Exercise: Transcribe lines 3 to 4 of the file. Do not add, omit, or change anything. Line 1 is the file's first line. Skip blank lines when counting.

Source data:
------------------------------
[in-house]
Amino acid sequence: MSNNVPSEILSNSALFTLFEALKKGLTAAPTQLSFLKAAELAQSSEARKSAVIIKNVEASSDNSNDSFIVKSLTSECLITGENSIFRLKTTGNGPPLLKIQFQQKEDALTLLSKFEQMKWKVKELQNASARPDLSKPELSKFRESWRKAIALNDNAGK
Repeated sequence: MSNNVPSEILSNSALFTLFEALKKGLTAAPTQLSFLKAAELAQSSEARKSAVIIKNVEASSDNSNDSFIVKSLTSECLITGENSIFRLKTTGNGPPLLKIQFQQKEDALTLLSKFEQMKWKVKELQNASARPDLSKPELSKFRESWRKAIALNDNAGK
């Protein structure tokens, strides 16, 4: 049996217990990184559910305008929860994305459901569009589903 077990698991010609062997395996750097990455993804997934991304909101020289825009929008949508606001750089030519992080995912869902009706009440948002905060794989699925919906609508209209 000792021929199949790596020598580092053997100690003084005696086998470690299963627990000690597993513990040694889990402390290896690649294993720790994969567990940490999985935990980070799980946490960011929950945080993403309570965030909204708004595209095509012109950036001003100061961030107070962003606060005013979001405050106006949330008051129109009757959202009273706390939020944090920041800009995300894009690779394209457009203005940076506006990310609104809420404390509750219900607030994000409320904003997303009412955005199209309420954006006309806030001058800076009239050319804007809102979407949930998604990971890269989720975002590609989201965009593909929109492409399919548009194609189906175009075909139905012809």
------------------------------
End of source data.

Repeated sequence: MSNNVPSEILSNSALFTLFEALKKGLTAAPTQLSFLKAAELAQSSEARKSAVIIKNVEASSDNSNDSFIVKSLTSECLITGENSIFRLKTTGNGPPLLKIQFQQKEDALTLLSKFEQMKWKVKELQNASARPDLSKPELSKFRESWRKAIALNDNAGK
């Protein structure tokens, strides 16, 4: 049996217990990184559910305008929860994305459901569009589903 077990698991010609062997395996750097990455993804997934991304909101020289825009929008949508606001750089030519992080995912869902009706009440948002905060794989699925919906609508209209 000792021929199949790596020598580092053997100690003084005696086998470690299963627990000690597993513990040694889990402390290896690649294993720790994969567990940490999985935990980070799980946490960011929950945080993403309570965030909204708004595209095509012109950036001003100061961030107070962003606060005013979001405050106006949330008051129109009757959202009273706390939020944090920041800009995300894009690779394209457009203005940076506006990310609104809420404390509750219900607030994000409320904003997303009412955005199209309420954006006309806030001058800076009239050319804007809102979407949930998604990971890269989720975002590609989201965009593909929109492409399919548009194609189906175009075909139905012809």